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REVIEW: Netflix offering of Klaus

Our pop culture reporter Ryan Walsh reviews the animated film, Klaus
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Who can recount learning about the Christmas movies they watched and growing up with, or watching brand new specials that give you a glimpse of nostalgia at the same time? With all the talk of this particular film, it's time I talk about the Netflix animated film, Klaus (2019).

The movie focuses on Jesper, played by Jason Schwartsman, who is a selfish, pampered brat and has no ambitions in life, due to his family being rich within the postal business. Determined to teach Jesper that hard work pays rather than mooching off a wealthy family, his father stations his son to an island above the Arctic Circle in a town known as Smeerensburg, with the proviso that if Jesper doesn’t post 6,000 letters within a year, he'll be cut off from the family. Facing feuding locals with a tradition of bitter conflict that lasts generations, Jesper finds himself at odds with his goal until a fateful encounter occurs: a reclusive man who lives in the woods, skilled in woodworking and his house filled with handmade toys, whose name just happens to be Klaus.

If that premise didn’t tip you off, this movie is another retelling of the origin of Santa Claus. But rather than being a retread of other popular Santa Claus origin stories, like Rankin Bass’s Santa Claus is Comin’ to Town (1970), this movie focuses instead on the creation of the character’s myth through accidental means by Jesper and his selfish goals. It's actually very refreshing to see as a narrative, since the actions of the characters is what makes the change within the town positive, intentional or not. There are some traditional elements of the Santa Claus lore, such as delivering toys, sleigh and reindeer, but here it doesn’t feel forced; it goes along smoothly within the film’s own story. Not to mention that Klaus’s character is a unique take on Santa as a reclusive woodsman. J.K. Simmons gives a wonderful performance of a man who's intimidating at first but slowly reveals a kind, gentle soul.

There are so many positives with this film it's hard to talk about them without giving away the entire story, though even this film has some flaws.There are moments when modernized songs come in to emphasize a comedic moment that don’t last long but can be a little distracting. My main issue is with the leaders of the opposing sides of Smeerensburg, who serve as the main antagonists of the film. The setup for the town makes sense as the audience would see how many of the residents would change, and yet the reason the leaders want the town to keep feuding is comical to the point of being absurd. To make a comparison to the previously mentioned Rankin Bass special, I’d say the villain of that movie probably inspired them; the grouchy Burgermeister Meisterburger, who wants to keep everyone as miserable as he is. But considering what this film is going for with its narrative, it does make sense that they would be that way; it just feels a little too forced for my taste.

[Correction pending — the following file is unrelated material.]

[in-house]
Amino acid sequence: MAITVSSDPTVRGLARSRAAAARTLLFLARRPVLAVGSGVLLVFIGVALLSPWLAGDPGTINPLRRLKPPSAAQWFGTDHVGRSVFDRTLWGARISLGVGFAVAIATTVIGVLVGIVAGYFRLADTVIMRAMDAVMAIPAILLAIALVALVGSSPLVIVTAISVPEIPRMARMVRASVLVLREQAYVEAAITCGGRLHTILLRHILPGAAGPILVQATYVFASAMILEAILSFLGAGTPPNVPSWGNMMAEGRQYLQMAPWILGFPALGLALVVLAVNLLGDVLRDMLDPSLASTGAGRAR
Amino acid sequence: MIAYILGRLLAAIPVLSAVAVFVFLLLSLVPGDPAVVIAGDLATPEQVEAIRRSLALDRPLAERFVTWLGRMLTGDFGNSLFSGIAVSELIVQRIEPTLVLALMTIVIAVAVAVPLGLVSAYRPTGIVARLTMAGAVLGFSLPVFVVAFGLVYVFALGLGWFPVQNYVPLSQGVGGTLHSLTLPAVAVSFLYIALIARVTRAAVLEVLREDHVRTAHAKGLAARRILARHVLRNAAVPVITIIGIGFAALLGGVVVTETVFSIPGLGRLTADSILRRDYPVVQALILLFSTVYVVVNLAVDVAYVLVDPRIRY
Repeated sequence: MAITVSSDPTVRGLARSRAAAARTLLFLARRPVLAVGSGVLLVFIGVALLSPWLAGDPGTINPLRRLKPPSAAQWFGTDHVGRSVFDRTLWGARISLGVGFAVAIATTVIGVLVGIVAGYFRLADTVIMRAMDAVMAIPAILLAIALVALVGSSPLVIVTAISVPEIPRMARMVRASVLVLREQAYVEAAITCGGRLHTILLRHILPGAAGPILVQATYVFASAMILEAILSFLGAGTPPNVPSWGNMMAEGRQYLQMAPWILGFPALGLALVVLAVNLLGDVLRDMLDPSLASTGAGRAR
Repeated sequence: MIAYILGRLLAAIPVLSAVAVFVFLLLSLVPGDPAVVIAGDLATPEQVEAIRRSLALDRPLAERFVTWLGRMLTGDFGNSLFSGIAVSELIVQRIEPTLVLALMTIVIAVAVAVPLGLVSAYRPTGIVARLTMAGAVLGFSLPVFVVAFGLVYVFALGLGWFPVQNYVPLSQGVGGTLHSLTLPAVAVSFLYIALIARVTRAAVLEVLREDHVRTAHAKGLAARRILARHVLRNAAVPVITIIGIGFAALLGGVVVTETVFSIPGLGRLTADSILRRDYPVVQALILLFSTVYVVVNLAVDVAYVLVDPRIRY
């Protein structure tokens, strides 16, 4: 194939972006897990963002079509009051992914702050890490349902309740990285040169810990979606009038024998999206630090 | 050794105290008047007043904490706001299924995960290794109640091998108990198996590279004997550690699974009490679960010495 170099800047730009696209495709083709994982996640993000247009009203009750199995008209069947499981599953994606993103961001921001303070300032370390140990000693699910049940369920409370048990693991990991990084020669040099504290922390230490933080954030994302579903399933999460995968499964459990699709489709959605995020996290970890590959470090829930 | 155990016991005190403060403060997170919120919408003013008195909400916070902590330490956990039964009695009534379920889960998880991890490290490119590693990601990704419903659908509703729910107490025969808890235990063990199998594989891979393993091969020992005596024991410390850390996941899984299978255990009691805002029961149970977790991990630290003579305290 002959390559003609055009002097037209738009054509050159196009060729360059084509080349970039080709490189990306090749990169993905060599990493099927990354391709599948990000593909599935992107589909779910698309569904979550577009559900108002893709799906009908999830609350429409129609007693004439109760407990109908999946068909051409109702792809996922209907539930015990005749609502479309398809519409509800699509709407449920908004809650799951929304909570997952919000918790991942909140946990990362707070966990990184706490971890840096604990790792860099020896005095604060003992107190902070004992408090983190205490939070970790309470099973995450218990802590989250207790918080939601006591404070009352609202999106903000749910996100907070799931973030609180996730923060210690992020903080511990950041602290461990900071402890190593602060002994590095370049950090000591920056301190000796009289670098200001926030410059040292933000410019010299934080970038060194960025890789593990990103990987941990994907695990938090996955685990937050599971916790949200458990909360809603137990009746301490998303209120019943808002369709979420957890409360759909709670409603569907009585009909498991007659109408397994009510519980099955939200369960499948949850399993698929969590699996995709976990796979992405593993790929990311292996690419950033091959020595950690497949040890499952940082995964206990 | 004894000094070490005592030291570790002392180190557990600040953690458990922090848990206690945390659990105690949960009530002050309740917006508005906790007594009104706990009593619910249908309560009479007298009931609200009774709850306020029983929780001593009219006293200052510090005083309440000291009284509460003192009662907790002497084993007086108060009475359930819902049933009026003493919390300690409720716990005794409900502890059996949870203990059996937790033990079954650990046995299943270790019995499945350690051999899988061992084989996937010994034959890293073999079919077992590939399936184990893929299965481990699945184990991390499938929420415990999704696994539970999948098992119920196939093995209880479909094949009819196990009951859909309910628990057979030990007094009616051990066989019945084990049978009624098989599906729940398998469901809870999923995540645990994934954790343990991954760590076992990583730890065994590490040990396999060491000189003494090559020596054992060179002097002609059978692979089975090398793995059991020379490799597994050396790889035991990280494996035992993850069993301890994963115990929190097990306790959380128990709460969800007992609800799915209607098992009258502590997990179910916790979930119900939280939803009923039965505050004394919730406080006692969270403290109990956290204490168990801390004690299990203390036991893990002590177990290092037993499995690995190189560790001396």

On a technical level, Klaus is a film that attempts to bring back traditional 2D style animation, and as someone who grew up with this style of animation, it is MUCH appreciated because this film is beautiful! The style is unique, characters are expressive, and the colours are used masterfully to create the right mood when the specific scene demands it. This makes sense, since Klaus is directed by Sergio Pablos, a former animator at Walt Disney Studios who worked on some of their biggest animated films during Disney's Renaissance period in the 1990s, including Aladdin (1992), The Hunchback of Notre Dame (1996) and Tarzan (1999). Pablos had help from other former Disney animators, like the legendary James Baxter, who worked on other films, such as Beauty and the Beast (1991), as well the late Mary Lesher, who worked on other films like The Lion King (1994). Sadly, she passed away earlier this year due to cancer, and this film is dedicated to her in memory of her hard work and contribution.

It's a shame that Klaus was not released in theaters due to fear of competition from Disney, but thanks to Netflix, everyone can now see this wonderfully crafted movie, anywhere they go. I think it goes without saying that Klaus is already destined to be another holiday classic. In addition, this film helps demonstrate that traditional animation still can be an engaging experience compared to 3D animation. Klaus’s philosophy is something I hope can carry on in years to come, best exemplified with these words: “A true act of goodwill always sparks another.”

With the world feeling much more cynical, selfish, even self-destructive these days, it's always heartwarming to be reminded that people still believe in that philosophy. Like the myth itself, I hope that this film will last for future generations.